Kidney, liver issues

Posted by watchmen
June 1, 2024


By Dr. Joseph D. Lim

People with acute intermittent porphyria (AIP) are more likely to have issues with oral health.

That is, those with kidney failure or liver scarring have worse dental health, with a greater number of filled or missing teeth, compared to those without the genetic disorder, according to a study published in the journal Life.

It is the first study to systematically examine dental health among patients with AIP, a genetic disease caused by one or more genes that are not working properly.

AIP is caused by low levels of porphobilinogen deaminase (PBGD), an enzyme often called hydroxymethylbilane synthase, according to the Mayo Clinic.

The low levels of PBGD are generally not sufficient to cause symptoms. However, activating factors such as hormones, drugs and dietary changes may trigger symptoms. Individuals with symptoms typically experience abdominal pain with nausea.

The study included 47 adults with AIP, as well as 47 individuals without the genetic disorder. Their oral health was examined extensively. Because AIP patients are often advised to eat a relatively high proportion of carbohydrates, their dietary habits were also recorded.

The study found that the rates of periodontitis or gum disease were not significantly different between AIP patients and those without the disorder. Researchers noted that AIP patients with periodontitis were generally older, by about a decade on average, than those without gum disease.

Although overall sugar consumption was not different between the two groups of patients, researchers noted that carbohydrate consumption was markedly increased among AIP patients with periodontitis. It suggests that diet plays a role in the development of gum disease among AIP patients.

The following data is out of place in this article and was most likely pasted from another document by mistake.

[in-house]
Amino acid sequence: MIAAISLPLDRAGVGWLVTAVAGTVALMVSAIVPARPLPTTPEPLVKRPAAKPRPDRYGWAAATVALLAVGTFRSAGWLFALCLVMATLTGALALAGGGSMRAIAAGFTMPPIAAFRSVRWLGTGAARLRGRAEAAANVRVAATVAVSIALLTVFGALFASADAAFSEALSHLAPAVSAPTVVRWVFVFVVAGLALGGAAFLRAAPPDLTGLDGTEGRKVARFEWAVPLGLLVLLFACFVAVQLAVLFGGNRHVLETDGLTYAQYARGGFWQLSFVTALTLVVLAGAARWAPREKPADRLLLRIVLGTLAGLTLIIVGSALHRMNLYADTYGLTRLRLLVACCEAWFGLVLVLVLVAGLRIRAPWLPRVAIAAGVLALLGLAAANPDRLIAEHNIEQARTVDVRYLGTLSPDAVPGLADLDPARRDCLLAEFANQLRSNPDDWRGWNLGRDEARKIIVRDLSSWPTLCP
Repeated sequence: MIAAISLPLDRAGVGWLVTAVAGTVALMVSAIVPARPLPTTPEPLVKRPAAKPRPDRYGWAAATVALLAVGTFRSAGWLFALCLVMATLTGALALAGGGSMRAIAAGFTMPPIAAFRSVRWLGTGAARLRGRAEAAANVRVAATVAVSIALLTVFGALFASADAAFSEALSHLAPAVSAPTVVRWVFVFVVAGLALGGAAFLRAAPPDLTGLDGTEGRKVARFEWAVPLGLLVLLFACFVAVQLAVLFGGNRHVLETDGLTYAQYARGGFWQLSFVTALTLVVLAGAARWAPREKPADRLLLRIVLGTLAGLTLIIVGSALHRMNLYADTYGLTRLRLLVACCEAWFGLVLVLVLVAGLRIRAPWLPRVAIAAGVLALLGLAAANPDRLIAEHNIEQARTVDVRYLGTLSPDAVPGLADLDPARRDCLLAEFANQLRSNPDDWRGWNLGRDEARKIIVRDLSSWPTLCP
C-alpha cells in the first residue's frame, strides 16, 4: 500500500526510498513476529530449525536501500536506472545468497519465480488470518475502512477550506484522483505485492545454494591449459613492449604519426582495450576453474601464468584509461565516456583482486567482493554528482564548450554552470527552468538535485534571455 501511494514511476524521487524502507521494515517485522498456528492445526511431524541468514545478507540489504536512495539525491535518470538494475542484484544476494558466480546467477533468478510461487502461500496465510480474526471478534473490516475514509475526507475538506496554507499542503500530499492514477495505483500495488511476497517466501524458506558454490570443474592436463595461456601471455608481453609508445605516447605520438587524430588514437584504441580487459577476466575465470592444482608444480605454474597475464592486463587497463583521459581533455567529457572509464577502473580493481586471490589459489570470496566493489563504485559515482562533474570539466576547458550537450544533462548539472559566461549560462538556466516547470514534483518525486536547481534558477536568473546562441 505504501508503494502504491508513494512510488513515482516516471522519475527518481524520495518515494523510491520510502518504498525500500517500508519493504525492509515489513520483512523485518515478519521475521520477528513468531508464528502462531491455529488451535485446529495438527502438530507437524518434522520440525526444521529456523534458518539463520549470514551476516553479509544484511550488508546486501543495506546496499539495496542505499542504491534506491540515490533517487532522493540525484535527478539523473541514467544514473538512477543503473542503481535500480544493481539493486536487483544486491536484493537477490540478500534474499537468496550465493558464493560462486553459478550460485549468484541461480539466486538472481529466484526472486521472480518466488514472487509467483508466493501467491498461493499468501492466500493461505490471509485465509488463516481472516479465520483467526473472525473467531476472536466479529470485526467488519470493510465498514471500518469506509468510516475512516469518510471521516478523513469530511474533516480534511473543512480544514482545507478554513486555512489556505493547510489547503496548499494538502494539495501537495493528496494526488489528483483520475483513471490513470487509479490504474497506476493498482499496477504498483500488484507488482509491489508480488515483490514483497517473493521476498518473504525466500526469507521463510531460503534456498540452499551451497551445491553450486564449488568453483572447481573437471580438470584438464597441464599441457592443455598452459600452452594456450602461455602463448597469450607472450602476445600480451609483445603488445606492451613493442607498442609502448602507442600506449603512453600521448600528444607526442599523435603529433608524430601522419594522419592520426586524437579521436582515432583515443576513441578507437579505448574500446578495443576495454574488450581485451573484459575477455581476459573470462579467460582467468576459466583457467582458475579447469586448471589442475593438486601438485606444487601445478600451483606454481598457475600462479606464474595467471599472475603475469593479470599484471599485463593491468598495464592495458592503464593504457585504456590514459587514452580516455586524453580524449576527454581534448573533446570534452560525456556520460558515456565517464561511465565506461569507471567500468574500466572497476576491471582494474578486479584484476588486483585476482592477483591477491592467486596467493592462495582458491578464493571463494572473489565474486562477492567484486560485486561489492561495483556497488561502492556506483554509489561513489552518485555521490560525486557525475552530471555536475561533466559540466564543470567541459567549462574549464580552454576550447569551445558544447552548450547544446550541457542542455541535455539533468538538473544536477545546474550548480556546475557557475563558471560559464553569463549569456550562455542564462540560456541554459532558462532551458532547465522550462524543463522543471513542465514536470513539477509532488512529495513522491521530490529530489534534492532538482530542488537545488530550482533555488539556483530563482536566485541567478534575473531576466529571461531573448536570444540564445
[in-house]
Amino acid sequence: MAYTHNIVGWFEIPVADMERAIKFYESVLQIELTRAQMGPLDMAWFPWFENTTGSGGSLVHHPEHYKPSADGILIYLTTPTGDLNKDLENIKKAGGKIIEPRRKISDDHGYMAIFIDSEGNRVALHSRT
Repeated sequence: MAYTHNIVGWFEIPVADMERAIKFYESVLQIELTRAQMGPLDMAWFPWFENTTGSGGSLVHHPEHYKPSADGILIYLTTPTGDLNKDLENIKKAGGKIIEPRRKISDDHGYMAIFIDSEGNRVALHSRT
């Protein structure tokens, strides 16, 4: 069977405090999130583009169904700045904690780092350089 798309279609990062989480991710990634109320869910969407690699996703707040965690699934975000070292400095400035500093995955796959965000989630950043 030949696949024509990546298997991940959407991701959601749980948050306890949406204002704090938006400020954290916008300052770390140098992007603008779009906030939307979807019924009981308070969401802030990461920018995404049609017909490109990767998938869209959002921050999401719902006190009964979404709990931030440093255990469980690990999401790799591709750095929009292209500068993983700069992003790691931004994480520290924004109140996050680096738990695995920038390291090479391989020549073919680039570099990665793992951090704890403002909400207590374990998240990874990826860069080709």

A measure of kidney function was significantly associated with the number of decayed, missing or filled teeth (DMFT) in study participants. DMFT correlated with measures of liver scarring in both patients with and without AIP. The study demonstrated that AIP patients with complications such as kidney failure had worse dental health as determined by DMFT.

Smoking cigarettes was associated with worse DMFT outcomes among patients. Smoking was linked to inflammation and periodontitis that were more pronounced among AIP patients.

The study observed a strong “link” between smoking and inflammation in the AIP cases, suggesting that smoking has a greater effect on dental health in the AIP patients. The study speculates that the combination of smoking and AIP might lead to more inflammation and organ damage than just smoking.

“AIP-associated organ complications and chronic low-grade inflammation may worsen dental health,” the study observes, noting however that the findings are not conclusive given the small number of study participants.

The study was also limited by a lack of data on participants’ oral hygiene habits or dental treatment histories, which might have influenced the study results.


Dr. Joseph D. Lim, Ed. D., is the former Associate Dean of the College of Dentistry, University of the East; former Dean, College of Dentistry, National University; Past President and Honorary Fellow of the Asian Oral Implant Academy; Honorary Fellow of the Japan College of Oral Implantologists; Honorary Life Member of the Thai Association of Dental Implantology; and Founding Chairman of the Philippine College of Oral Implantologists. For questions on dental health, e-mail or text 0917-8591515.


Dr. Kenneth Lester Lim, BS-MMG, DDM, MSc-OI, graduated Doctor of Dental Medicine, University of the Philippines, College of Dentistry, Manila, 2011; Bachelor of Science in Marketing Management, De La Salle University, Manila, 2002; and Master of Science (MSc.) in Oral Implantology, Goethe University, Frankfurt, Germany, 2019. He is an Associate Professor; Fellow, International Congress of Oral Implantologists; Member, American Academy of Implant Dentistry and Fellow, Philippine College of Oral Implantologists. For questions on dental health, e-mail

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